Wednesday, November 25, 2015

Holidazed and Confused: Answers to Common Holiday Employment Questions

The holiday season picks up in full swing this week with the celebration of Thanksgiving. Along with the merriment of the holiday season, though, comes a dramatic drop in productivity and a rise in vacations, flu epidemics, religious celebrations, weather contingencies, employee reviews, and holiday party antics. Here are answers to some of the vexing employment law questions that typically become as ubiquitous at this time of year as snowflakes in Minnesota:

  • Are employees entitled to time-and-a-half pay for holidays worked?  No – unless time worked on a holiday includes overtime hours worked above 40 in the work week. Under federal and state law, there is no legal requirement for extra holiday work pay in Minnesota unless those hours consist of overtime hours or a contract (such as a collective bargaining agreement) requires extra pay. Wage and hour law can vary state to state, though, so employers with non-Minnesota employees should check on other state laws.
  • In the event of a blizzard-related work absence, how should employees be paid?  This depends on whether the employee is exempt or non-exempt under wage and hour laws. Absent an employment agreement stating otherwise, if non-exempt employees are unable to work because of inclement weather, they do not need to be paid. Additionally, employers can have a policy requiring employees to use vacation time for a weather-related absence so long as the policy is in writing and is clear. On the other hand, exempt employees (e.g. those not eligible for overtime pay) must be paid their full salary for any week in which they perform work. That means that if a snowstorm arrives on Cyber Monday and makes the roads impassable for three work days, exempt employees would still receive their full salary if they worked the other days of that week. Similarly, remote work by an exempt employee during a week will typically require payment of the employee’s full salary for the week. Deducting wages from an exempt employee’s salary for inclement weather can jeopardize that employee’s classification and could create FLSA wage/hour liability for the employer. An employer with a bona fide vacation plan may, however, use accrued vacation benefits to fund an exempt employee’s salary where a vacation policy states that the employer requires use of vacation pay for weather-related absences.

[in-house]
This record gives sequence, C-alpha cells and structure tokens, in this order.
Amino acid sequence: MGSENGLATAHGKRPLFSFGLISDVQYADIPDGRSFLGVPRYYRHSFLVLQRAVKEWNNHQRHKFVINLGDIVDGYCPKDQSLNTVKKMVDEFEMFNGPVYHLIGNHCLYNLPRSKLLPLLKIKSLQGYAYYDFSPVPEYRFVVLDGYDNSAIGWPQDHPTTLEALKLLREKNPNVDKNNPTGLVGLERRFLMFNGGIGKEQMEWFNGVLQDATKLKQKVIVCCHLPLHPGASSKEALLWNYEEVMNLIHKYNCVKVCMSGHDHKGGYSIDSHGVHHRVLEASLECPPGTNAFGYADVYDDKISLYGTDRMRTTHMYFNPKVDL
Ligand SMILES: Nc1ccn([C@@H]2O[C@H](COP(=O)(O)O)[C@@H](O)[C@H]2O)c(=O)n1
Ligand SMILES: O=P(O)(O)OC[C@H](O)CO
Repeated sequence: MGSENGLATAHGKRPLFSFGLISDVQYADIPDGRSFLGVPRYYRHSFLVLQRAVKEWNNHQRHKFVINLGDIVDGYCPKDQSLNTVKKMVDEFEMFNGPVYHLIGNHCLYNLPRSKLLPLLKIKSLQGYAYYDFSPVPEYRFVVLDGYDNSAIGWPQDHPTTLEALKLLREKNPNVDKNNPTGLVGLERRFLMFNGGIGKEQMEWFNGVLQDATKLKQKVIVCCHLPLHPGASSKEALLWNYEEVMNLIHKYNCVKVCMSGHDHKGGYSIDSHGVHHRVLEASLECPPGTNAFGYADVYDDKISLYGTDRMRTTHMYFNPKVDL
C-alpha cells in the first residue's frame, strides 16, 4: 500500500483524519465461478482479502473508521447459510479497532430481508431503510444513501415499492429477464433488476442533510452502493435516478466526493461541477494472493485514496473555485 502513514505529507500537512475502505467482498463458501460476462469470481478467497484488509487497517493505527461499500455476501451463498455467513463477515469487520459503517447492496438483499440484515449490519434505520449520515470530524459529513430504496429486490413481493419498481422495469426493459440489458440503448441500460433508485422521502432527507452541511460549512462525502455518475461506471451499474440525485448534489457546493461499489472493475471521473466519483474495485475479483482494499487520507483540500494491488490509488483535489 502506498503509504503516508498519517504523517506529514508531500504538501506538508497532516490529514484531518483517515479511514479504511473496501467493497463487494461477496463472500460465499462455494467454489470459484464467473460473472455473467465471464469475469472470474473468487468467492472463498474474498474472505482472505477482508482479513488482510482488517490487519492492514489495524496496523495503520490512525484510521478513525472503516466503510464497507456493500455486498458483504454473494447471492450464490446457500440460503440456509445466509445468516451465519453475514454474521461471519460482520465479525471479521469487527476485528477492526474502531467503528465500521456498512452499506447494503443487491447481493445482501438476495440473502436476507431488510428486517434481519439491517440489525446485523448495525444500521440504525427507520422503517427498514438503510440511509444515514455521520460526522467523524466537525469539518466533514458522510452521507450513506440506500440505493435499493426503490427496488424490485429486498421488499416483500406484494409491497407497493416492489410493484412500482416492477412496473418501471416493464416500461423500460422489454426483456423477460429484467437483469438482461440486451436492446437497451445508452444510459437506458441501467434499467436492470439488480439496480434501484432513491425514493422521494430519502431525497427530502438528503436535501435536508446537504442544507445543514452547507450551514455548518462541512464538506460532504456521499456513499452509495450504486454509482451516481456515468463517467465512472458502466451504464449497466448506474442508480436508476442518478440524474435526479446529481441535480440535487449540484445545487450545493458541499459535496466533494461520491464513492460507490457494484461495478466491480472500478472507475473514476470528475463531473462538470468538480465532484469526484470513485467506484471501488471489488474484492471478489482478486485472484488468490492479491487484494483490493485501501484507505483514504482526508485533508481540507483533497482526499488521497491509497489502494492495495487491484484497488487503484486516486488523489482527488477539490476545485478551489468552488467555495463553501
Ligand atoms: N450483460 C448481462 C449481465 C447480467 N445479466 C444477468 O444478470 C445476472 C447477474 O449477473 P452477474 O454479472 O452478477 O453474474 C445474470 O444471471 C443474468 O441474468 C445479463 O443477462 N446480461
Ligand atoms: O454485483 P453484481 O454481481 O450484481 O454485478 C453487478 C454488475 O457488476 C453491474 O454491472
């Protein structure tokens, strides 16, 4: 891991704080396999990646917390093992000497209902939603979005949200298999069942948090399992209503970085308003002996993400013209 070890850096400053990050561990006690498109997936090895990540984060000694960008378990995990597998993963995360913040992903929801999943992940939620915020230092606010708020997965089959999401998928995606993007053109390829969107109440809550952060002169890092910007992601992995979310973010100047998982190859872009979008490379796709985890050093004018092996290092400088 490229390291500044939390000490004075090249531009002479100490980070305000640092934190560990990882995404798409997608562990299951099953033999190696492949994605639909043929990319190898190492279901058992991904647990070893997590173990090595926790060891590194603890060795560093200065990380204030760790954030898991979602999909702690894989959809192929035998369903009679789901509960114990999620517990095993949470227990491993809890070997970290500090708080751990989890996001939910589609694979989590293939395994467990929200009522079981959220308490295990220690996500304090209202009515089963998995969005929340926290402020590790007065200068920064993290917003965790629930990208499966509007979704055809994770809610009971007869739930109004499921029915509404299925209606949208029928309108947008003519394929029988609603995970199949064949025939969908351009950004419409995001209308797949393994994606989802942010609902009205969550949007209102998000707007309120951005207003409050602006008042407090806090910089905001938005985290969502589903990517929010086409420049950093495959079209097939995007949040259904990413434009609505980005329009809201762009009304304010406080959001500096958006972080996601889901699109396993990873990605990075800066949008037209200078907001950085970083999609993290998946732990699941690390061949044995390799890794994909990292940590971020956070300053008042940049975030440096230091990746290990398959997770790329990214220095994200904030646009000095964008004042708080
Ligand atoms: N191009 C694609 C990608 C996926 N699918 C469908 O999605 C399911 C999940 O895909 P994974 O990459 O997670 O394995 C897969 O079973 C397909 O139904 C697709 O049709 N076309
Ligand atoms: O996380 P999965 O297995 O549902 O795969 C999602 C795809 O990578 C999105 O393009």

• Can an employer require its employees to get the flu vaccine? Generally, no. Unless the employer is in a particularly safety sensitive industry, like healthcare, flu vaccinations typically cannot be absolutely required. Employers that are considering implementing a “mandatory” flu vaccination program should consult with legal counsel to determine if a mandatory requirement is permissible. In addition, any mandatory program needs to include a process to address employee requests for exemptions for religious, health, or other reasons.
  • How is FMLA leave calculated during a holiday week?  It depends. When an employee is absent the full week, the whole week – including any holidays – can be counted as FMLA leave. If, however, the employee works part of the week, any holidays in the week cannot be counted as FMLA leave unless the employee was scheduled to work the holiday and did not due to the FMLA condition. Also, for weeks in which the employer’s business activity is temporarily closed – for example, a school’s winter break – the employer cannot count the week against an employee’s FMLA entitlement. FMLA calculations are nuanced, so, when in doubt, consult with counsel.
  • What steps can help minimize potential holiday party risks?  While many employers host holiday parties and don’t want to be a holiday “Scrooge,” it is important to carefully plan the celebration to minimize potential legal risks. First, when planning a holiday party, have a holiday theme that is not religious in nature and is respectful of the different religious beliefs of employees. Second, do not require employee attendance, instead making clear that participation is voluntary. Third, consider conducting harassment training or redistributing your employee harassment policy in advance of the party. Fourth, limit alcohol in a reasonable manner, and consider arranging ahead of time for on-call designated drivers or cabs. Finally, when it comes to food, have a variety of options available keeping in mind the needs of vegetarians, vegans, and those with food allergies.
As these questions and answers illustrate, the holidays are indeed a special time of year. Despite the inherent long “to-do” lists of the season, it pays to make sure your workplace is ready for lawful and safe festivities.

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